Due to weather, LP-A classes going through May 31
Mother Nature has not been kind to the students at Lake Park-Audubon this year.
Due to an excessive number of “snow days” being called due to inclement weather, students will be attending classes at LP-A until May 31 — four days after Memorial Day.
At Monday night’s regular meeting, the LP-A School Board approved May 28, 29, 30 and 31 as “student instructional days,” and June 3-4 as “faculty workshop days” — though the vote wasn’t unanimous.
Despite the fact that the district’s Policy and Personnel Committee had recommended that days missed due to bad weather should be made up, a couple of school board members questioned the wisdom of that choice.
Both board members Bryan Anderson and Darrel Pederson voted against the motion to approve the additional class days.
“I struggle with the relevance of those four days (of added classroom time) — I don’t think anything will get accomplished,” Anderson said.
Board Chair Vicky Grondahl disagreed with Anderson, noting that the extra days could be a time for teachers to “use their creativity and do out of the box, fun things.”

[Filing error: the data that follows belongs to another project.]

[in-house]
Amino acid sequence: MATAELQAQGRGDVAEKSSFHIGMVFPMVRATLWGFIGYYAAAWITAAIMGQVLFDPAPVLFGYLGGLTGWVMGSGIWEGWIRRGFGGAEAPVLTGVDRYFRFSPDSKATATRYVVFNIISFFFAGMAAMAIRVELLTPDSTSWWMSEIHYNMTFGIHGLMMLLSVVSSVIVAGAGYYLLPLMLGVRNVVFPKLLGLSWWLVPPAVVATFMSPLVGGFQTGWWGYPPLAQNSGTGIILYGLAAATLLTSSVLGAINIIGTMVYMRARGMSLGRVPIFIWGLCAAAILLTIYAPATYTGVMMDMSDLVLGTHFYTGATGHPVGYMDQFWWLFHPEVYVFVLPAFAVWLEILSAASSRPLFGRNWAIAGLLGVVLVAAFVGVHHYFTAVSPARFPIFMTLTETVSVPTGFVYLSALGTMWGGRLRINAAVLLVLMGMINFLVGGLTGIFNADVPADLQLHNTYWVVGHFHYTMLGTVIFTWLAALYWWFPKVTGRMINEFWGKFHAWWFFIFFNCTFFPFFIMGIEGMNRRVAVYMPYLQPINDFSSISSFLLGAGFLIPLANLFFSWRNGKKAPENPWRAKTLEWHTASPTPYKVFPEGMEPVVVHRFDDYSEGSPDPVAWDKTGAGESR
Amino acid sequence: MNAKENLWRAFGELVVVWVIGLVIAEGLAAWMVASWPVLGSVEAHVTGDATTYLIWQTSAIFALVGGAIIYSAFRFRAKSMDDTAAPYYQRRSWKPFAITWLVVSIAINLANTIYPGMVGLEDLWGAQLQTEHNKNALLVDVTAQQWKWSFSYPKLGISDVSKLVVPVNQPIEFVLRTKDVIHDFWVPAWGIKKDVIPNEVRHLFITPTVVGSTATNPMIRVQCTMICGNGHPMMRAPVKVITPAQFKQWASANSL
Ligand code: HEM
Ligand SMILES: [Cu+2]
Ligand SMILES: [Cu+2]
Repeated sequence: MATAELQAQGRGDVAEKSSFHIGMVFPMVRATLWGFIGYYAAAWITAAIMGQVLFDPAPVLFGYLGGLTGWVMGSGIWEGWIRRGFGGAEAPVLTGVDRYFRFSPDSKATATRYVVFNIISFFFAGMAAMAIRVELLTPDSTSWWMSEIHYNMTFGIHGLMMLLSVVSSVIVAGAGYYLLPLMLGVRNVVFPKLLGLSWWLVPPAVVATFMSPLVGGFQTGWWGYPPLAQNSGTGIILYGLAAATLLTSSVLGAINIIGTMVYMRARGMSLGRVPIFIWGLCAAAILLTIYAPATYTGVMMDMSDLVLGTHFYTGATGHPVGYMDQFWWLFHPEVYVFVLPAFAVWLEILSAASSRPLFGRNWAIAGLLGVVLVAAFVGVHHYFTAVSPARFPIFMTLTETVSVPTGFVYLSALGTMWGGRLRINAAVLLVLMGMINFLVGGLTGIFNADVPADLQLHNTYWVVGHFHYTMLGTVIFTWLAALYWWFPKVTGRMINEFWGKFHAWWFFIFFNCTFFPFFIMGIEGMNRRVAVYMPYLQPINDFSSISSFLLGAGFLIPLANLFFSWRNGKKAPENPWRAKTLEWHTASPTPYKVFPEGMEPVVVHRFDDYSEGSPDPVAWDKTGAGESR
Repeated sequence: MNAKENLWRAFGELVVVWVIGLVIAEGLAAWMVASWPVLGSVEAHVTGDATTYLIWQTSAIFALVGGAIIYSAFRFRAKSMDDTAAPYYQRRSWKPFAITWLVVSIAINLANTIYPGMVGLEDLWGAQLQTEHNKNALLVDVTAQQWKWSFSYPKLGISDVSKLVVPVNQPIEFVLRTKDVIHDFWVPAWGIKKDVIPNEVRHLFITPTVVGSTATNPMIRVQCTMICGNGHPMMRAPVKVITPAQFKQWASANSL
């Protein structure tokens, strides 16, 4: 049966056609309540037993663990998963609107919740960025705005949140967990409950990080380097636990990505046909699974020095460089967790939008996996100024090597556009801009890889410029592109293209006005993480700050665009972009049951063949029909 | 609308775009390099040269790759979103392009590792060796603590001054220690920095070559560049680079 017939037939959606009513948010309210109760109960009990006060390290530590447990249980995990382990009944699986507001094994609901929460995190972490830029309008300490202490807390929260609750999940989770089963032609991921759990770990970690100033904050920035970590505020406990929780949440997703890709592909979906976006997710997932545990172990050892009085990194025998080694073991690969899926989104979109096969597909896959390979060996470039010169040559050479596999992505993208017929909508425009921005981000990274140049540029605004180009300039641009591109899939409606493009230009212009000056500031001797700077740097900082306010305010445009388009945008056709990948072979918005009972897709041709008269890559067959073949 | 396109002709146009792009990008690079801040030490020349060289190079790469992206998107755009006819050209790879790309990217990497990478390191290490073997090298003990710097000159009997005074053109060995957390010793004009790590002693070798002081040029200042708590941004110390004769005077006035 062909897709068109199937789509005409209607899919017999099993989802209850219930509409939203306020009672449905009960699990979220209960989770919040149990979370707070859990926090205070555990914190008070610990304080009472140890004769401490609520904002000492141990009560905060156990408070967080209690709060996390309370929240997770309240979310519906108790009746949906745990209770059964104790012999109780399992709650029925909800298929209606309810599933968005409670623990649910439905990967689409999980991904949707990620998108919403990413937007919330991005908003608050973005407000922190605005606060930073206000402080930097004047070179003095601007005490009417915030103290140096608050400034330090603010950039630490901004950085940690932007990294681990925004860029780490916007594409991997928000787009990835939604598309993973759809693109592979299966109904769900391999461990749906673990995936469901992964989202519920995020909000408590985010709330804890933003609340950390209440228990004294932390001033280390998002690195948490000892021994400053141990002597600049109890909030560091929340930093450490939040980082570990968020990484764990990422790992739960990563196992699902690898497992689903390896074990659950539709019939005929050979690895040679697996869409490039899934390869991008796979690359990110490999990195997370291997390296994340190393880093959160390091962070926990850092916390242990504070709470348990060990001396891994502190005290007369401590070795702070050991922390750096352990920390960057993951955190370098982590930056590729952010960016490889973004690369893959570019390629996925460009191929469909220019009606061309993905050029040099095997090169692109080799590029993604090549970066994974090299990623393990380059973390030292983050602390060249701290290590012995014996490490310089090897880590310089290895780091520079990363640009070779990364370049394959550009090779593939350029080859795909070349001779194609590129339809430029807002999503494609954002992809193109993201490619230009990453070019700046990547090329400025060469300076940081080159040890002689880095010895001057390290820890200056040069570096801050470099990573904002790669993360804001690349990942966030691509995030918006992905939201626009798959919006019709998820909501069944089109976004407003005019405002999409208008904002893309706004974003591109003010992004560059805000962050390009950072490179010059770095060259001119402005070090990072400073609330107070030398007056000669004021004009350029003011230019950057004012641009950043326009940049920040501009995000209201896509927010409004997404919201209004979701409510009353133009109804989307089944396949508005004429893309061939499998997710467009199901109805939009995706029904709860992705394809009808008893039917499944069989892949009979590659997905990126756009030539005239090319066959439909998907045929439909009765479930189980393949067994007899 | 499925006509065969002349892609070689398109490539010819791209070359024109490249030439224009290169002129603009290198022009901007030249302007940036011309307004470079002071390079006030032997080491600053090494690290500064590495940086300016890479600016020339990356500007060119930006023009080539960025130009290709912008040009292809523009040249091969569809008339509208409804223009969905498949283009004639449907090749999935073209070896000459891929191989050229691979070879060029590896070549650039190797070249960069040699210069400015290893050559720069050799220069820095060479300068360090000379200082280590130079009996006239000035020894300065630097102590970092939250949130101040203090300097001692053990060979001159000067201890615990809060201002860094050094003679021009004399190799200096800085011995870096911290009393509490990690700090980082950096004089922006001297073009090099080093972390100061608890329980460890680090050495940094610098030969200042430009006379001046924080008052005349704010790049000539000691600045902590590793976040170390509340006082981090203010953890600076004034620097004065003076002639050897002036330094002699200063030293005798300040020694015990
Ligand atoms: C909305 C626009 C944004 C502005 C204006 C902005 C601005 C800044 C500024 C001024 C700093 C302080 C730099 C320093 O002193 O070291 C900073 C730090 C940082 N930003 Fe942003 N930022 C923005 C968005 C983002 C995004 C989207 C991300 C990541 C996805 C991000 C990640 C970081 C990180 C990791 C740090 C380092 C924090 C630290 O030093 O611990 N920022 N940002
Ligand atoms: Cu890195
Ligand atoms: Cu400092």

“I wonder how many kids we’ll actually get (in school on those days)?” Anderson said, noting that since several families might already have vacations planned for that time, it might just be time to acknowledge that “Mother Nature dealt us a bad hand,” and not hold school on those days.
Board member Jeff Swetland questioned, “What would the consequences be if the students don’t show up?”
Superintendent Dale Hogie noted that if a student had already missed a certain number of days from school, they could risk getting an incomplete in some classes, which could have a detrimental effect on their overall grades.
In other weather-related concerns, the board also discussed what was going to happen with spring sports, but as there is still snow on the ground, little has been decided on what to do to make up the games and meets that have already been lost.
The board also took action Monday night regarding several teaching contracts.
By roll call vote, they approved resolutions for the “termination and non-renewal” of six probationary teaching contracts, including those of Sandy Vetter (.4 FTE); Tammy Langworthy (.28 FTE); Carol Ricke (.28 FTE); Lindsey Schultz (.28 FTE); Jason Weekley and Anthony Bryant.
The part-time contracts for Vetter, Langworthy, Ricke and Schultz were terminated “due to district financial limitations” — specifically, the fact that they were funded through an Alternative Delivery Grant that has not yet been re-funded for another year.
If the grant award does go through at a later date, Hogie noted, these contracts could be reinstated.
Mr. Bryant’s contract was not renewed because he has a three-year restricted teaching license that is set to expire June 30.
“According to his university advisor, Mr. Bryant has completed the necessary requirements for a new license to be issued,” Hogie said. “Mr. Bryant intends to return to LP-A, and will be reinstated if he is granted a new license without significant delay.”
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